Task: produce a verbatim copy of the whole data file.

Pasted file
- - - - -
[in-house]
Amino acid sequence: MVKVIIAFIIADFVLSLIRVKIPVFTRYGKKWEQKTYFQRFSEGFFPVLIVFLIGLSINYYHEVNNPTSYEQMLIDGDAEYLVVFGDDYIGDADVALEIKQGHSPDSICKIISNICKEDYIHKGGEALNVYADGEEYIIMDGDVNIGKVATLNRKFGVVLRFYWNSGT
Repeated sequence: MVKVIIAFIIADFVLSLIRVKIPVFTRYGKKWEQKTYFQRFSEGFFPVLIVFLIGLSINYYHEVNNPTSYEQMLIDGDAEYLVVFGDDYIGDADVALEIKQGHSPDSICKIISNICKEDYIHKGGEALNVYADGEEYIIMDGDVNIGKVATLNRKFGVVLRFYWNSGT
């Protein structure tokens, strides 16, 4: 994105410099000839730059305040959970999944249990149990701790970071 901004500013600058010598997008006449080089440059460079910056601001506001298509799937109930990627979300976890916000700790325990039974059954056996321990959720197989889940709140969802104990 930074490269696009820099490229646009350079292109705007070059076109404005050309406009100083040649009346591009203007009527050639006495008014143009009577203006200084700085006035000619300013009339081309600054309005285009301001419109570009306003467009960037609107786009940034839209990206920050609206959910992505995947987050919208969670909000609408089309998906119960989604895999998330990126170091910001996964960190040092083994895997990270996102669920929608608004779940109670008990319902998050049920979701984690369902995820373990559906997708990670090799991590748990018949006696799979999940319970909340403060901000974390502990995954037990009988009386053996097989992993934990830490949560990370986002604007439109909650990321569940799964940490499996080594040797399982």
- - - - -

[in-house]
Amino acid sequence: MVKVIIAFIIADFVLSLIRVKIPVFTRYGKKWEQKTYFQRFSEGFFPVLIVFLIGLSINYYHEVNNPTSYEQMLIDGDAEYLVVFGDDYIGDADVALEIKQGHSPDSICKIISNICKEDYIHKGGEALNVYADGEEYIIMDGDVNIGKVATLNRKFGVVLRFYWNSGT
Repeated sequence: MVKVIIAFIIADFVLSLIRVKIPVFTRYGKKWEQKTYFQRFSEGFFPVLIVFLIGLSINYYHEVNNPTSYEQMLIDGDAEYLVVFGDDYIGDADVALEIKQGHSPDSICKIISNICKEDYIHKGGEALNVYADGEEYIIMDGDVNIGKVATLNRKFGVVLRFYWNSGT
């Protein structure tokens, strides 16, 4: 994105410099000839730059305040959970999944249990149990701790970071 901004500013600058010598997008006449080089440059460079910056601001506001298509799937109930990627979300976890916000700790325990039974059954056996321990959720197989889940709140969802104990 930074490269696009820099490229646009350079292109705007070059076109404005050309406009100083040649009346591009203007009527050639006495008014143009009577203006200084700085006035000619300013009339081309600054309005285009301001419109570009306003467009960037609107786009940034839209990206920050609206959910992505995947987050919208969670909000609408089309998906119960989604895999998330990126170091910001996964960190040092083994895997990270996102669920929608608004779940109670008990319902998050049920979701984690369902995820373990559906997708990670090799991590748990018949006696799979999940319970909340403060901000974390502990995954037990009988009386053996097989992993934990830490949560990370986002604007439109909650990321569940799964940490499996080594040797399982």